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I say shotgun, you say wedding

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Din had turned off his com the fifth time Bo-Katan tried calling him.

It was not the most well thought out decision he ever made, but Din had already committed to it. He had been committed to this, rather frankly, stupid idea when he decided to sneak off the planet. But Din needed time away from the...everything that was happening on Mandalore, or else he would throw the darksaber into a crowd of challengers and run and hope Bo-Katan and the Armorer didn’t kill him before he could reach Yavin and live out the rest of his life in a self imposed exile with Grogu and Luke.

It was still tempting, truth be told.

Din flicked on the auto controls as the ship was tugged into Tatooine’s atmosphere, then tilted his head back and groaned.

This was exhausting. Soul crushing.

Din almost wished they would go back to challenging him for the darksaber instead of for the right to marry him. At least then he actually knew what he was getting into. And Bo-Katan was no help either. She just smiled at him at every challenge and parroted back this is the Way, Mand’alor in that snippy mocking tone of hers.

Paz thought the whole thing was hilarious.

Din wanted to slam his head into the control panel just thinking about it. Instead he sat back up and guided the ship into a decently smooth landing next to the old Hutt palace. There were some bumps and bruises—Din still wasn’t used to flying anything that wasn’t the Crest.

He needed spotchka.

“Welcome back to our little corner of the galaxy, Mand’alor,” Boba was already waiting for him outside, arms crossed and hip cocked, looking Din over as he descended the ramp of the ship. “You look like shit.”

“Thanks.”

Boba snorted out a laugh. “Come in and tell me all about it then, since I apparently offer free therapy hours.” Din tilted his head, and Boba tacked on, “Your Jedi is here too. Bitching about the senate trying to marry him off.”

He only sounded a little annoyed, which was a vast improvement over the last time Boba had spent time with Luke. The two of them had struck up an odd sort of friendship that was mostly founded on getting drunk with each other, although Din wasn’t sure if friendship was the right word to use in that context. More like begrudging drinking buddies. The two of them had more or less been forced to get along because of their mutual relationship with Din and some background history Luke and Cobb had that Din didn’t really want to go anywhere near with a ten foot pole.

“That makes two of us then,” Din grumbled.

Boba barked out a surprised laugh, and Din huffed and marched past him and into the palace. He needed spotchka. Bad.

“Is the princess trying to find you a picture perfect Mandalorian spouse?” Boba caught up to him. Laughter dripped from his every word. “Make you into a king with the perfect family?”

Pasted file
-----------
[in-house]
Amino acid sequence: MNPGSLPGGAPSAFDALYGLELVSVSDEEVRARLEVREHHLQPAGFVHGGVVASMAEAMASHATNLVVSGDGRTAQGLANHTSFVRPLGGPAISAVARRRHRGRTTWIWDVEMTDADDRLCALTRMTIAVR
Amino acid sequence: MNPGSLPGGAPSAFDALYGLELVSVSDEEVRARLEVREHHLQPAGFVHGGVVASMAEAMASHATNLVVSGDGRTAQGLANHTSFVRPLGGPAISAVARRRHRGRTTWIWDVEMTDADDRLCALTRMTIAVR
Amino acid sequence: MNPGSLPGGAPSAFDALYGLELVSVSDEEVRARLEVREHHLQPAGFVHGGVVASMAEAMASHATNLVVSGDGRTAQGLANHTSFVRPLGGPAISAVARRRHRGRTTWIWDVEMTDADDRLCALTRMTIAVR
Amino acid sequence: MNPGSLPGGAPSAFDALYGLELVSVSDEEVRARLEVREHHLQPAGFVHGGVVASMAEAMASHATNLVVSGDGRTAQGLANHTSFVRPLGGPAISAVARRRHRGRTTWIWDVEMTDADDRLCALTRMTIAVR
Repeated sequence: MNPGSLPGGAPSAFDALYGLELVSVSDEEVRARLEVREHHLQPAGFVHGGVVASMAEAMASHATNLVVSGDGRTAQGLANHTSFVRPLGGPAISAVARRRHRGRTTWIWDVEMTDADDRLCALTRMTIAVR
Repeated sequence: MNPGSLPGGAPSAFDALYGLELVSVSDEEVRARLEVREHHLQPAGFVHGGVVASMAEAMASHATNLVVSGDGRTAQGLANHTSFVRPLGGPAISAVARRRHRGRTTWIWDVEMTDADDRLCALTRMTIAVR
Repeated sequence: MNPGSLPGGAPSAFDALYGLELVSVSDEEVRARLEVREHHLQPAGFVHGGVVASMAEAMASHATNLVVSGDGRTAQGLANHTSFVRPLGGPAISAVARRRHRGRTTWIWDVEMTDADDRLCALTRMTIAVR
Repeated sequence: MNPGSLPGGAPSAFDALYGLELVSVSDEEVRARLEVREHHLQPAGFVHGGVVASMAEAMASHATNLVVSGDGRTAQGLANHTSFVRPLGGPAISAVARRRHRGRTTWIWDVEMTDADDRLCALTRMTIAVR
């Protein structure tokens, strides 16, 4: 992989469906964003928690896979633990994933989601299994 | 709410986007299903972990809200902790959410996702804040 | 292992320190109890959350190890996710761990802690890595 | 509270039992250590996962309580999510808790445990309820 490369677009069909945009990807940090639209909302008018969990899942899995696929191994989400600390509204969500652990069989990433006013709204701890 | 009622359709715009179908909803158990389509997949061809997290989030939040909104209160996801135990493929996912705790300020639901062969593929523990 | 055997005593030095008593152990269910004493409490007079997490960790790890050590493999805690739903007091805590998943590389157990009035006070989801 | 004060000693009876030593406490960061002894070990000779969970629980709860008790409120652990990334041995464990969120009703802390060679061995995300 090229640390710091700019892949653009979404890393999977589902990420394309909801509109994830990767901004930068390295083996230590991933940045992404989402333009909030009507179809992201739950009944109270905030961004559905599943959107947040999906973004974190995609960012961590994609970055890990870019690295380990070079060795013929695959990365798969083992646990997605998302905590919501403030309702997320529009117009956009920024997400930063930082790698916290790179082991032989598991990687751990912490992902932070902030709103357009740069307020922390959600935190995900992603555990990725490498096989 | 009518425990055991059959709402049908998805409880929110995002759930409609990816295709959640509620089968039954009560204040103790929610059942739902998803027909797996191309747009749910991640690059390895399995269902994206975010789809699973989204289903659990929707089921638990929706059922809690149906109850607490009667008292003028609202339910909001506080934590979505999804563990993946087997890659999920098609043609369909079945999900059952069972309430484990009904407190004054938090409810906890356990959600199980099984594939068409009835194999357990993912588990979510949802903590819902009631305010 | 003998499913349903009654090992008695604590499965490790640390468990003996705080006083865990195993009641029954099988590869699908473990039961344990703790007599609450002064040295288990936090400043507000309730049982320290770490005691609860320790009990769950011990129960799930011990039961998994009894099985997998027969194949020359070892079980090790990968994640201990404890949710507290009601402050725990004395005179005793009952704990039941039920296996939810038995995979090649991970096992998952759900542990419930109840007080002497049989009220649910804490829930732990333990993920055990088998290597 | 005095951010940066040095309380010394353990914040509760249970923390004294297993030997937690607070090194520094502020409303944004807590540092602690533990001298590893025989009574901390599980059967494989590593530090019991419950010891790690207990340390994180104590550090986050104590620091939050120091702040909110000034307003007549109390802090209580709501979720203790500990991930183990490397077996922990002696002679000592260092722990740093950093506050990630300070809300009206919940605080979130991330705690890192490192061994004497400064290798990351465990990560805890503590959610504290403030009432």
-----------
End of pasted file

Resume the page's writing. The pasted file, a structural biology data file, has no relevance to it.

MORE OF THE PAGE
“No.” Din pushed open the door to one of the dining areas. Luke was there already, sitting at the table with Cobb and nursing a glass of half empty spotchka, cheeks flushed pink from the alcohol and laughter from whatever it was Cobb had just said to him. Din’s heart did something funny as he looked at Luke. “I don’t think so.”

Maybe that was why Bo-Katan wasn’t doing anything.

That sounded like something she would do.

Luke grinned and knocked back the rest of his drink. Din cleared his throat. “Where’s Fennec?”

“She got bored,” Boba answered. He waltzed past Din and into the room. “We got word of some slavers trying to start up on Tatooine again, so I let her go check it out.”

Let her go kill some people, was what Boba meant.

Din shook his head and followed after Boba. He nodded at Cobb in greeting, sat next to Luke and accepted the glass of bright blue liquid Cobb slid over to him.

“Din!” Luke greeted him with a smile and thinly veiled surprise, like he had just noticed him. He scooted closer to Din, pressing their shoulders together and tilting his head up to look at him. Din could swear he could feel the warmth of him though the beskar. “Hi, Din.”

Din squinted at him. Luke was definitely drunk.

“Where’s Grogu?”

“Leia wanted to take him for a few days.” Luke answered, then, again, “Hi, Din.”

“Hi, Luke.” Din took his helmet off, offered Luke a smile in return, wondered just how much Luke had drank when Luke’s face went an odd shade of red, then knocked back his own drink like it was water.

“Rough day?” Cobb asked.

Din just shoved his glass back at Cobb for a refill.

“Very rough day,” Cobb filled up the glass and slid it back, then took Luke’s and filled that one up too. “Why don’t you tell me about it?”

Din sighed. “I keep getting—keep getting kriffing marriage proposals.”

Din knocked that drink back too.

It was getting out of hand, really. Din couldn’t go anywhere in Sundari without someone stopping him and demanding the ritual combat of the traditional marriage proposal. He couldn’t even hide out in his house anymore because Bo-Katan kept dragging him out for meetings and ceremonies. Din was tired. Exhausted. And Bo-Katan was probably getting a kick out of this entire thing.

“Oh, are they trying to marry you off too?” Luke asked. He looked sad. He looked drunk. Din wanted to be that drunk. “That sucks.”

“It does.” Din agreed.

The alcohol was already starting to get to his head, but Din had never been very good at holding his alcohol in the first place. He wasn’t like Cobb and Luke, who had grown up on Tatooine with nothing to do but drink. Those two could make their way through two bottles of spotchka together and be fine--they had done that. Multiple times. Boba was always calling Din to complain about it.

“Well, you are a very eligible bachelor,” Cobb said. He smiled as Din glared, then looked at Luke before refiling Din’s glass. “You both are.”

“Thanks,” Luke frowned and wrinkled his nose. “I think.”

Din snatched the glass from Cobb and drank half of it in one go.